Taiwanese turn on power

China | 12 Mar 2018

Hundreds gathered at an anti-nuclear rally in Taiwan yesterday to demand the government keep its pledge to abolish atomic energy by 2025.

Waving placards reading "Nuclear go zero," and "Abolish nuclear, save Taiwan," protesters rallied outside the presidential office in Taipei as Japan marked the seventh anniversary of the Fukushima disaster.

Protesters were worried by a recent decision by the high-level Atomic Energy Council to allow state-owned Taipower to restart a reactor at a facility near Taipei, pending parliament's final approval.

The reactor has been offline since May 2016 after a glitch was found in its electrical system, which the company claims is fixed.

And anti-nuclear groups question if President Tsai Ing-wen's Democratic Progressive Party will keep a promise to phase out nuclear energy.

"It would be violating the spirit of creating a nuclear-free homeland by 2025," said Tsui Shu-hsin of rally organizer Nuclear Go Zero Action Platform of the prospect of restarting the reactor.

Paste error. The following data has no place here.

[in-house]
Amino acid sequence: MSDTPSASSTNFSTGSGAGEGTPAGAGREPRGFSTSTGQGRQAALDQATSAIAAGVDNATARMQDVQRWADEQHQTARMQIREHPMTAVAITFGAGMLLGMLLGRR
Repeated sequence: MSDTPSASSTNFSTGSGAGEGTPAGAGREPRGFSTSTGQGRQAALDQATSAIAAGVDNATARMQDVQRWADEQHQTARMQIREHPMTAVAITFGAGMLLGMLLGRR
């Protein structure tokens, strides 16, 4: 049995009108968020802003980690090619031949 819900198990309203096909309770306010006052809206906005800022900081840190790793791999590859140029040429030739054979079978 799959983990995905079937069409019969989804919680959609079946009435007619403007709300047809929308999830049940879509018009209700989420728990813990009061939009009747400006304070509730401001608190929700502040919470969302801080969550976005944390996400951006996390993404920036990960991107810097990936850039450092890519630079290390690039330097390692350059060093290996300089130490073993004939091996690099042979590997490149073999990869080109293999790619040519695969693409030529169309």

Lawmaker Huang Kuo-chang, head of the opposition New Power Party, echoed that sentiment. "The government should move forward, not backward - and restarting the reactor would be a regression," he said at the rally.

Taiwan now generates about a fifth of its energy from three nuclear plants. Although concerns have grown over power sufficiency after island-wide failures in August, many people remain against nuclear energy.

In 2014, authorities were forced to seal off a nearly-completed fourth nuclear plant amid opposition.

Some at yesterday's rally wore sunflowers on their hats to symbolize clean energy.

"I would rather the government restrict the use of electricity than relying on nuclear energy, which is unsafe and generates a lot of waste," said college student Yao Hsing-yu, 22.

Taiwan started annual anti-nuclear rallies to commemorate Japan's nuclear disaster on March 11, 2011, when the Fukushima energy plant was hit by a tsunami following an earthquake and went into meltdown.

Taiwan, like Japan, is prone to quakes as the island is on fault lines. Seventeen people were killed and 300 hurt last month when a 6.4-magnitude quake hit Hualien.

"Nuclear facilities are unsafe as Taiwan has many quakes," said Fan De-lu, 40. "The government needs to take the lead to develop alternative and green energy."


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